My AudioCodes Visit / Quick Thoughts on Israel

Finally back to blogging now that I've returned from Israel and gotten more or less caught up from being off sched the better part of two weeks.

Covered a lot of ground in Israel, and managed to work in a productive site visit to AudioCodes. They're based in Airport City, and as the name implies, their offices are right by the airport, making this a convenient stop for visitors on a short trip. As I learned, Airport City is a cluster of office buildings with a lot of tech, but once you get off that island, it's almost like being in the desert. Israel has a lot of contrasts, so this didn't come as a surprise in the least. It was a 2+ hour journey by bus from Jerusalem, but the visit was definitely worthwhile.

I had a series of meetings there, and it was a great opportunity for in-person briefings to get updates across the board, namely UC, SBC, gateways and contact center. I've always thought highly of AudioCodes, and this was actually my second time seeing them in Israel. Those impressions were certainly validated during my visit, and the company looks to have clear focus on where they fit in this space.

In basic terms, AudioCodes provides a lot of options for any partner competing against Cisco. I've written before about how the telecom/UC market is coming down to two simple choices, at least for North American enterprises. Head-to-head, it's Cisco vs. Avaya, but on a broader scale, it's Cisco vs. Microsoft. Most partners need to go with one or the other now to get ongoing traction, and this duopoly is a far cry from a few years back when there was more choice among vendors of all sizes.

AudioCodes has always had solid technology, but they've also done a great job of evolving their products and expanding capabilities, especially in the gateway/SBC area. They know their strengths - namely voice - and you won't see them dabbling much in video. That's better left to partners like Polycom. I also like how they've built up their contact center reach, and from I was shown, they are currently supporting a number of global, large scale deployments.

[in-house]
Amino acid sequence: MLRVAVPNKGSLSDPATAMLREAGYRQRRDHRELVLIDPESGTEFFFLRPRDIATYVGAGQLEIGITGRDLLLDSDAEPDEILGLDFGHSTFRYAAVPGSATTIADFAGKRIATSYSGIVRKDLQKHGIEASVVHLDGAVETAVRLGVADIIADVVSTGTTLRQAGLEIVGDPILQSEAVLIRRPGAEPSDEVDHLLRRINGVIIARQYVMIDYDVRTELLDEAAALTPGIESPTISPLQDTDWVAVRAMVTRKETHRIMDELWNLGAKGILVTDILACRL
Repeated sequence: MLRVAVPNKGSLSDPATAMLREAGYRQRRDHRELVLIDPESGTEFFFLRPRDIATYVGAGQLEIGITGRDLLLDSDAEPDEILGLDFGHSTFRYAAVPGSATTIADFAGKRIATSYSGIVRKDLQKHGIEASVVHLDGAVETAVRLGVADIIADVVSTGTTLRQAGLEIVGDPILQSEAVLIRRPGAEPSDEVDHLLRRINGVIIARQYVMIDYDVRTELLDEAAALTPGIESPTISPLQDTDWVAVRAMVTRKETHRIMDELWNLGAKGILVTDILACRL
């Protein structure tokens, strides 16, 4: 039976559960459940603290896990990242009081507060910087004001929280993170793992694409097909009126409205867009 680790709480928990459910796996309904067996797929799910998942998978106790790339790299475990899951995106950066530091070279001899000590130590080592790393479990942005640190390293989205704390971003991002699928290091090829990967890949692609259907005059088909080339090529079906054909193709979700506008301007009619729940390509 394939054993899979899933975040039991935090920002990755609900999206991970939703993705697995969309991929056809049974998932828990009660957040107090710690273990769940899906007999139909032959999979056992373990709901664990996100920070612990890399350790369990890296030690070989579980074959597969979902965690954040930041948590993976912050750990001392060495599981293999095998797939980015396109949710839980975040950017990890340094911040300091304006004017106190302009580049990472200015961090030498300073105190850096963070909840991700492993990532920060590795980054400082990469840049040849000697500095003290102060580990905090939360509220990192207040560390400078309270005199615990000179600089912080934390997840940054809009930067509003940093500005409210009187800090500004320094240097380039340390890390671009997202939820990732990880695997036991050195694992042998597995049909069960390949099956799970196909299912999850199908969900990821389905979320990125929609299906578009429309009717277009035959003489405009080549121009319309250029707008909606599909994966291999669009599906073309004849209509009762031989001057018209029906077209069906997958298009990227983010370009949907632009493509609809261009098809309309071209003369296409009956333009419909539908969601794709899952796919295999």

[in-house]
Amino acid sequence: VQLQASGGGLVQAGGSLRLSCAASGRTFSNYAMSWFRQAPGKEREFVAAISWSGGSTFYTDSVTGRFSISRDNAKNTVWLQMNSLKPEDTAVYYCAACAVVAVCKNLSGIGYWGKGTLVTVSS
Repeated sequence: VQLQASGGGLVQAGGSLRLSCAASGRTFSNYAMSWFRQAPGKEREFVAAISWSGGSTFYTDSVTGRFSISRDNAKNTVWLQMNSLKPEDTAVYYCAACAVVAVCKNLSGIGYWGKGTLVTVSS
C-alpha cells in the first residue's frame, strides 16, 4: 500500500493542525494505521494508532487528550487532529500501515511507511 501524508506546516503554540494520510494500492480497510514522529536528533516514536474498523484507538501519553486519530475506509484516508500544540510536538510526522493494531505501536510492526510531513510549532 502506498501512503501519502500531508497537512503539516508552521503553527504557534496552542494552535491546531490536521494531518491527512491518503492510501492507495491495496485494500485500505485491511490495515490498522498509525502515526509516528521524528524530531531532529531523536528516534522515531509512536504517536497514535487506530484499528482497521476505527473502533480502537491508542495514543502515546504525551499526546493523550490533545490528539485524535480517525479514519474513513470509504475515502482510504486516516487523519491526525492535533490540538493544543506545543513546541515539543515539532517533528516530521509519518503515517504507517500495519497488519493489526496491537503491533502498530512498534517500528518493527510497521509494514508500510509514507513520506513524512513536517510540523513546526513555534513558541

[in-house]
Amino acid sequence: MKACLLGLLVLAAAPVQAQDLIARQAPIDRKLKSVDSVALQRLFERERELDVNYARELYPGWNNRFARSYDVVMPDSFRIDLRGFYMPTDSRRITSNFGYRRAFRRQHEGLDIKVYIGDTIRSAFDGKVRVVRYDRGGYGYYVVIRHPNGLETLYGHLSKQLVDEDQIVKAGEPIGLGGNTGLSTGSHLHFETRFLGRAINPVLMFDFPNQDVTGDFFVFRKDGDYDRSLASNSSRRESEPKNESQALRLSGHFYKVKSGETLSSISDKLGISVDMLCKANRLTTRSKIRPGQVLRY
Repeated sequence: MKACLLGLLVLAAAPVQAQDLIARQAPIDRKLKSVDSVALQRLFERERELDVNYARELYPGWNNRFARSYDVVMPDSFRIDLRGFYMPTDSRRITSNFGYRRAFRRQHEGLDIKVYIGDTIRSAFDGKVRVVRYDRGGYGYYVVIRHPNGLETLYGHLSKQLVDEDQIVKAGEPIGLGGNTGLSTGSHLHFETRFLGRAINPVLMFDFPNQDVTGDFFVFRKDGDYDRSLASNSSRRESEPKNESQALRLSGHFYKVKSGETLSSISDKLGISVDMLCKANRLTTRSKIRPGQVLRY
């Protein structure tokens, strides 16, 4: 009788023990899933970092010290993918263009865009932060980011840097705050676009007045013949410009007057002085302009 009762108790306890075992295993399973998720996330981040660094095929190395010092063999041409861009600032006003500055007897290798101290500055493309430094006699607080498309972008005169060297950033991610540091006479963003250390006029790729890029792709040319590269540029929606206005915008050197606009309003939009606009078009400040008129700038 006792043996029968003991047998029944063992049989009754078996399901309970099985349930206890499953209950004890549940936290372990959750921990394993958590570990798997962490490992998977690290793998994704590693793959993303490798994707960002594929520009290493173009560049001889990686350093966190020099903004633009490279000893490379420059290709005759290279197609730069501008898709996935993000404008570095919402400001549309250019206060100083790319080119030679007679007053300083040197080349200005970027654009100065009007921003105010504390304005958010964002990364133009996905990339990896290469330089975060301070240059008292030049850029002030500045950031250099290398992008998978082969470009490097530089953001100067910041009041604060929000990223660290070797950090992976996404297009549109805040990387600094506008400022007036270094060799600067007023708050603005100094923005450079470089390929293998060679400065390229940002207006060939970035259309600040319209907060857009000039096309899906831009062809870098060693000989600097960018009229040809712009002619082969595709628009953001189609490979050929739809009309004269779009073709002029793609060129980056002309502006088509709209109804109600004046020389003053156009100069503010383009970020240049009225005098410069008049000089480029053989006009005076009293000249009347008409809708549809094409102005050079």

Since they're not in the PBX business, you don't normally associate them with UC, but they provide a lot of critcal network elements for both carriers and enterprises. Outside of the telecom vendors - and Cisco - I really can't think of any other vendor who can provide such a complete range of products that enable UC and voice communications in general. Maybe Sonus or Genband, but if so, not by much. AudioCodes may not own the customer the way Microsoft or Cisco does, but it's clear to me they bring a lot to enhance any vendor's solution.

As an aside, in light of today's merger between Mitel and Aastra, it's worth noting how important scale is becoming to survive in this market. Of course, in this case, we're talking about two telecom vendors, and this is the second time Mitel has done a deal like this to get bigger. With Acme Packet now folded into Oracle, AudioCodes is already one of the biggest players in their pond, but I don't see them doing anything comparable to Mitel to get to the next level.

To sum up, both contact center and UC are huge, horizontal opportunities, and I think AudioCodes has the right focus here for long-term growth. Voice still very much matters, and while the telecom vendors are struggling to see where they fit as trends like mobility and cloud are re-defining their place in the value chain, AudioCodes is squarely in the middle of what everyone needs to do well to make voice worth paying for. I hope to get further validation as my post-visit follow ups progress, and will share what I can then.

Otherwise, Israel itself is a whole other topic. This isn't the place for that, but it was a wonderful visit, and until you've been there, it's hard to understand how layered their world is. As much as Israel is a modern democracy, the price for freedom is very high, and as much as we felt safe and welcome wandering about Jersusalem, you just never know what could come around the corner or on the next bus you board. I'm not one to share my personal life online, but we took lots of photos and will just share a couple here. Am happy to chat more any time and who knows, I might write about it further another time - or place.